It’s hot here in Lodi, we know. But how long has it been hot? And when will we see some relief?
The last seven days have all crossed that much-dreaded century mark, peaking at 107 on Tuesday. That’s got to be some kind of record, right?
Not quite, says meteorologist Stefanie Henry of the National Weather Service in Sacramento.
The longest century streak in Lodi during July came in 1960, with nine days of heat topping 100 degrees that finally ended on July 25. It hit a high of 106 on July 20.
More recently, there was a seven day-heat wave in July 2006, with a high of 110 degrees on July 23. The heat fell back below 100 after July 26.
What about June, since our current heat wave got started last month?
Lodi’s June record was set in 1976, when the temperature passed 100 degrees for six days in a row. The highest temperature was 106 on June 27. The streak ended two days later.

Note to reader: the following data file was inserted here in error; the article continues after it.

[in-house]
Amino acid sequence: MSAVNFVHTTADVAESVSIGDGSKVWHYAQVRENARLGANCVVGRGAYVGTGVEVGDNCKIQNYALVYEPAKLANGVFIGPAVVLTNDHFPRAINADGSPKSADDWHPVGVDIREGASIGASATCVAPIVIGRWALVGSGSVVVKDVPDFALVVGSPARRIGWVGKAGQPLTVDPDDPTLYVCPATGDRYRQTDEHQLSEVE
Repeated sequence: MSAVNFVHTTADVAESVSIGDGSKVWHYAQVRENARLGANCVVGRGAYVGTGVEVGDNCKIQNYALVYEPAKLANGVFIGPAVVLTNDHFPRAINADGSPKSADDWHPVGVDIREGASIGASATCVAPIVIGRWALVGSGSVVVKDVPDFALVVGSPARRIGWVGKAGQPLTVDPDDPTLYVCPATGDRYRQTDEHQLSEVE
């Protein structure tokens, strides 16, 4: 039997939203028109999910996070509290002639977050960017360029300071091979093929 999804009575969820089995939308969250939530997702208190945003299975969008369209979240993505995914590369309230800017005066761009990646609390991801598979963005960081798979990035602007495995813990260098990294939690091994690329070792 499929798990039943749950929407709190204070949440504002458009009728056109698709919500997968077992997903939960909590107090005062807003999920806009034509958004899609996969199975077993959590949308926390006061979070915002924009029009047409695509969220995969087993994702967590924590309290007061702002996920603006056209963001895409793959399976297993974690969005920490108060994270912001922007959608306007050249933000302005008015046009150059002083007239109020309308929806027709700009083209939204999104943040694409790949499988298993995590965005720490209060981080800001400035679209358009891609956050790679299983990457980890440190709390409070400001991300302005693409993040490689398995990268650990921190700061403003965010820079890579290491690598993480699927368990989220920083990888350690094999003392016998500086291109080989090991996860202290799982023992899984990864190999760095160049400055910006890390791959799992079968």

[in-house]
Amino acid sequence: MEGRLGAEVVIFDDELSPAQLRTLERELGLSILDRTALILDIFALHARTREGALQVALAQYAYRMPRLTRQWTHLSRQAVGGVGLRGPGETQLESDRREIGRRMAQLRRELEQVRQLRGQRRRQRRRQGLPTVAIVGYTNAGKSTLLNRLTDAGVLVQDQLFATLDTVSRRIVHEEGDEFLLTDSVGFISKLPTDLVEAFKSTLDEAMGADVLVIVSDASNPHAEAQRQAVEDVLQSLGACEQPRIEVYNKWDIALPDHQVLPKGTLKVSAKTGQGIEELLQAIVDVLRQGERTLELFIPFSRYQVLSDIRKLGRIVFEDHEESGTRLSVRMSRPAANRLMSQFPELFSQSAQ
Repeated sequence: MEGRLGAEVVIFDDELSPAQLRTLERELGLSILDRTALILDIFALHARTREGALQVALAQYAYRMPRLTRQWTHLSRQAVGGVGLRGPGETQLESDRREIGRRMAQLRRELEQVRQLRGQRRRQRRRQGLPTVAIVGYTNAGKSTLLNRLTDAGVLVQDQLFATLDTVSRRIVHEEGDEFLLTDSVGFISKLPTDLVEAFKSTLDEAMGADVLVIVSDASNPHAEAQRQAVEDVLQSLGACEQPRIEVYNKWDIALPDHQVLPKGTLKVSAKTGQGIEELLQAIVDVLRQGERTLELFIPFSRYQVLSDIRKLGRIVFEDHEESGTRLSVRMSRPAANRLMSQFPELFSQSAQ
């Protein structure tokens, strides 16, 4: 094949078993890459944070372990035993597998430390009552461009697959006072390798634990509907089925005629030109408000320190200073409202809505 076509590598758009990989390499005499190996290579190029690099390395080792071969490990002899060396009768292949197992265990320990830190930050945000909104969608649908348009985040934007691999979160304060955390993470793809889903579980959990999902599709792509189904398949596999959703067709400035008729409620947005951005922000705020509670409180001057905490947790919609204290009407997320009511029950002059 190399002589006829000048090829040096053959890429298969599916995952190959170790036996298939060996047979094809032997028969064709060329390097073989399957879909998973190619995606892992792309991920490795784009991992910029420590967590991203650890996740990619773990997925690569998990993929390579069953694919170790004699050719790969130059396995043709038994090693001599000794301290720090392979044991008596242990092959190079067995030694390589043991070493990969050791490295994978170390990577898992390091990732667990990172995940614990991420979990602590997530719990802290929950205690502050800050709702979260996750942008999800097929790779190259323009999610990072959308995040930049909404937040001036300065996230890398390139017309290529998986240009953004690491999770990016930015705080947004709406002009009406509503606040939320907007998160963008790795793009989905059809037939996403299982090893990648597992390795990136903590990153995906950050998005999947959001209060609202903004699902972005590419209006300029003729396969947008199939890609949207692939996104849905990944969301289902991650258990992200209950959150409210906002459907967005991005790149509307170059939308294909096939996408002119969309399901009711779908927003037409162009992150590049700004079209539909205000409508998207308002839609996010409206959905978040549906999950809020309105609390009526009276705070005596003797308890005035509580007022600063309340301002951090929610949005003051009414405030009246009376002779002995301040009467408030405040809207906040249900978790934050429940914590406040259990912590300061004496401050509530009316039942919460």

Ideally, this heat will have mellowed by August, but that month has a century streak record, too.
Six days in August 1996 topped 100 degrees, ending on Aug. 15. The temperature hit 103 on Aug. 10 and 13 that year.
So when will this be over? July 4 saw 104 degrees. Temperatures should begin dropping today, to the mid- to high 90s for about a week. Next weekend may see a few days back above that century mark.
Meteorologist Ken Clark of AccuWeather.com, a private weather forecasting firm, says the really unusual heat in San Joaquin County has been in the southern portion of the county. On Wednesday morning, the National Weather Service issued an excessive heat warning for much of southern San Joaquin County.
Surprisingly, the agriculture industry is faring decently in the heat. Joe Valente, orchard and vineyard manager, says the main crops are either pre-harvest or not yet mature, so everything is doing OK.
Grapes, apples and walnuts could lose a little crop yield due to sunburn, so many growers are spraying a white covering to protect the produce from the sun.
Tomatoes and bell peppers are very young on the vines right now, so the change in weather from last week’s cool rain to this week’s heat is a tough transition.
“They’re just not acclimated to switch to the hot weather. It seems like it went from mild right to warm,” Valente said.
But with a touch of extra irrigation and a forgiving evening breeze, no major crop disasters are anticipated.
Contact reporter Sara Jane Pohlman at email@example.com.